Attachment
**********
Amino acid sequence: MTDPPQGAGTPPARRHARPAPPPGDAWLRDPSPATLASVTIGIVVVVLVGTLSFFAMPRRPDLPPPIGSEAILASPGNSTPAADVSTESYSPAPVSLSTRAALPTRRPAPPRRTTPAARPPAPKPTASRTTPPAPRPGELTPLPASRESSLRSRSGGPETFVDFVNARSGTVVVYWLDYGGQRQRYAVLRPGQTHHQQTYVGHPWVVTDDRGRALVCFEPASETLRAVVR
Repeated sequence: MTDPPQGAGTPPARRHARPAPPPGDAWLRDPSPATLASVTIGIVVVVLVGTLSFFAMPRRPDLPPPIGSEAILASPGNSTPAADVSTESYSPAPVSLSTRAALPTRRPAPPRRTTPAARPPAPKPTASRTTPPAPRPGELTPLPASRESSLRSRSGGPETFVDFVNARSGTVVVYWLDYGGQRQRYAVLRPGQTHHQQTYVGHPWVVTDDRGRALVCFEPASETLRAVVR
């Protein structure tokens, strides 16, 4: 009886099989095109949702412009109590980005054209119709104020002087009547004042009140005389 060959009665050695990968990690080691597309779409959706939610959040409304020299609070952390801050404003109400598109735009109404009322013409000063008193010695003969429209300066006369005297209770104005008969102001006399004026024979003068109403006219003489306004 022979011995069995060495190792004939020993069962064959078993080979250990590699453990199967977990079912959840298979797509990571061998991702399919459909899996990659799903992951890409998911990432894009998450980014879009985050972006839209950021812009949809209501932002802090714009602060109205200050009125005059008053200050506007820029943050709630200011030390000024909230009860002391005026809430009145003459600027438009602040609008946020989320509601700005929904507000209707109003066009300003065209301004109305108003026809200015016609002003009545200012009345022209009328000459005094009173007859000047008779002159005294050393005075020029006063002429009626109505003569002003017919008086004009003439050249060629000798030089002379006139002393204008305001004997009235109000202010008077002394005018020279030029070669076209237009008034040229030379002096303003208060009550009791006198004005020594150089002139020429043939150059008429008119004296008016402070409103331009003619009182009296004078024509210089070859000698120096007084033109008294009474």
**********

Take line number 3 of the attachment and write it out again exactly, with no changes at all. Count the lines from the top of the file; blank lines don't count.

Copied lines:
């Protein structure tokens, strides 16, 4: 009886099989095109949702412009109590980005054209119709104020002087009547004042009140005389 060959009665050695990968990690080691597309779409959706939610959040409304020299609070952390801050404003109400598109735009109404009322013409000063008193010695003969429209300066006369005297209770104005008969102001006399004026024979003068109403006219003489306004 022979011995069995060495190792004939020993069962064959078993080979250990590699453990199967977990079912959840298979797509990571061998991702399919459909899996990659799903992951890409998911990432894009998450980014879009985050972006839209950021812009949809209501932002802090714009602060109205200050009125005059008053200050506007820029943050709630200011030390000024909230009860002391005026809430009145003459600027438009602040609008946020989320509601700005929904507000209707109003066009300003065209301004109305108003026809200015016609002003009545200012009345022209009328000459005094009173007859000047008779002159005294050393005075020029006063002429009626109505003569002003017919008086004009003439050249060629000798030089002379006139002393204008305001004997009235109000202010008077002394005018020279030029070669076209237009008034040229030379002096303003208060009550009791006198004005020594150089002139020429043939150059008429008119004296008016402070409103331009003619009182009296004078024509210089070859000698120096007084033109008294009474």